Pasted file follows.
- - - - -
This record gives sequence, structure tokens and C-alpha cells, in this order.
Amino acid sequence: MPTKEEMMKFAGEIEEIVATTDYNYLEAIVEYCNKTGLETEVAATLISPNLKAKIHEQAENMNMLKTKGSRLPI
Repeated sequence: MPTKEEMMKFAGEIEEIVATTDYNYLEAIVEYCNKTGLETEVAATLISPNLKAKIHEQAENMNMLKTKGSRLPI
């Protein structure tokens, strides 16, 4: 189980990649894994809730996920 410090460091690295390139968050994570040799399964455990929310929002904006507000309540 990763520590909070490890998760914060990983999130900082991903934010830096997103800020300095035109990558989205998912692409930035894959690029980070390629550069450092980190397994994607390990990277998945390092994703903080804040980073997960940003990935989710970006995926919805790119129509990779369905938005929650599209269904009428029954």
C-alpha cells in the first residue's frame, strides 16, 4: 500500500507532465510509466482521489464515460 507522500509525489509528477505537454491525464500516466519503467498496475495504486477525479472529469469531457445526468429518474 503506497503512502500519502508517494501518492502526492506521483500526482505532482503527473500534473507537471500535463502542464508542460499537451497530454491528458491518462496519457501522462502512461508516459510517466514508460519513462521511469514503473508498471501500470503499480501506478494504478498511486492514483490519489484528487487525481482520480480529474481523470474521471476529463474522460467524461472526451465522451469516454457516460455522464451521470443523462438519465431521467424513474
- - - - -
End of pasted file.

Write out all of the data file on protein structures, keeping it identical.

This record gives sequence, structure tokens and C-alpha cells, in this order.
Amino acid sequence: MPTKEEMMKFAGEIEEIVATTDYNYLEAIVEYCNKTGLETEVAATLISPNLKAKIHEQAENMNMLKTKGSRLPI
Repeated sequence: MPTKEEMMKFAGEIEEIVATTDYNYLEAIVEYCNKTGLETEVAATLISPNLKAKIHEQAENMNMLKTKGSRLPI
């Protein structure tokens, strides 16, 4: 189980990649894994809730996920 410090460091690295390139968050994570040799399964455990929310929002904006507000309540 990763520590909070490890998760914060990983999130900082991903934010830096997103800020300095035109990558989205998912692409930035894959690029980070390629550069450092980190397994994607390990990277998945390092994703903080804040980073997960940003990935989710970006995926919805790119129509990779369905938005929650599209269904009428029954």
C-alpha cells in the first residue's frame, strides 16, 4: 500500500507532465510509466482521489464515460 507522500509525489509528477505537454491525464500516466519503467498496475495504486477525479472529469469531457445526468429518474 503506497503512502500519502508517494501518492502526492506521483500526482505532482503527473500534473507537471500535463502542464508542460499537451497530454491528458491518462496519457501522462502512461508516459510517466514508460519513462521511469514503473508498471501500470503499480501506478494504478498511486492514483490519489484528487487525481482520480480529474481523470474521471476529463474522460467524461472526451465522451469516454457516460455522464451521470443523462438519465431521467424513474